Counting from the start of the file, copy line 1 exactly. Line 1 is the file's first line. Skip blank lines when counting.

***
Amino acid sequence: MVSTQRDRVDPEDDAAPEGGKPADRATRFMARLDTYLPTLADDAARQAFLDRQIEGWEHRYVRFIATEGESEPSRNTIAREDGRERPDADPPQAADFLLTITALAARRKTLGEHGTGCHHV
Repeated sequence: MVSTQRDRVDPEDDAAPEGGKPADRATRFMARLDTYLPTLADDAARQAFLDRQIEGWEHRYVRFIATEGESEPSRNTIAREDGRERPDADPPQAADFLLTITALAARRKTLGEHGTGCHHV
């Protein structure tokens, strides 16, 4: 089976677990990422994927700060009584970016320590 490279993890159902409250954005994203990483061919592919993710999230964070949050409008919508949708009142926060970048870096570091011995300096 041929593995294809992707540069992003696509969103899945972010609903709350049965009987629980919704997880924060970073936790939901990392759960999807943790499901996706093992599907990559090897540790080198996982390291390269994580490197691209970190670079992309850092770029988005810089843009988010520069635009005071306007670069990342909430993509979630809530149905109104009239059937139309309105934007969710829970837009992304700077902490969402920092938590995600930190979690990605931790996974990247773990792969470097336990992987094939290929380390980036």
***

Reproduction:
Amino acid sequence: MVSTQRDRVDPEDDAAPEGGKPADRATRFMARLDTYLPTLADDAARQAFLDRQIEGWEHRYVRFIATEGESEPSRNTIAREDGRERPDADPPQAADFLLTITALAARRKTLGEHGTGCHHV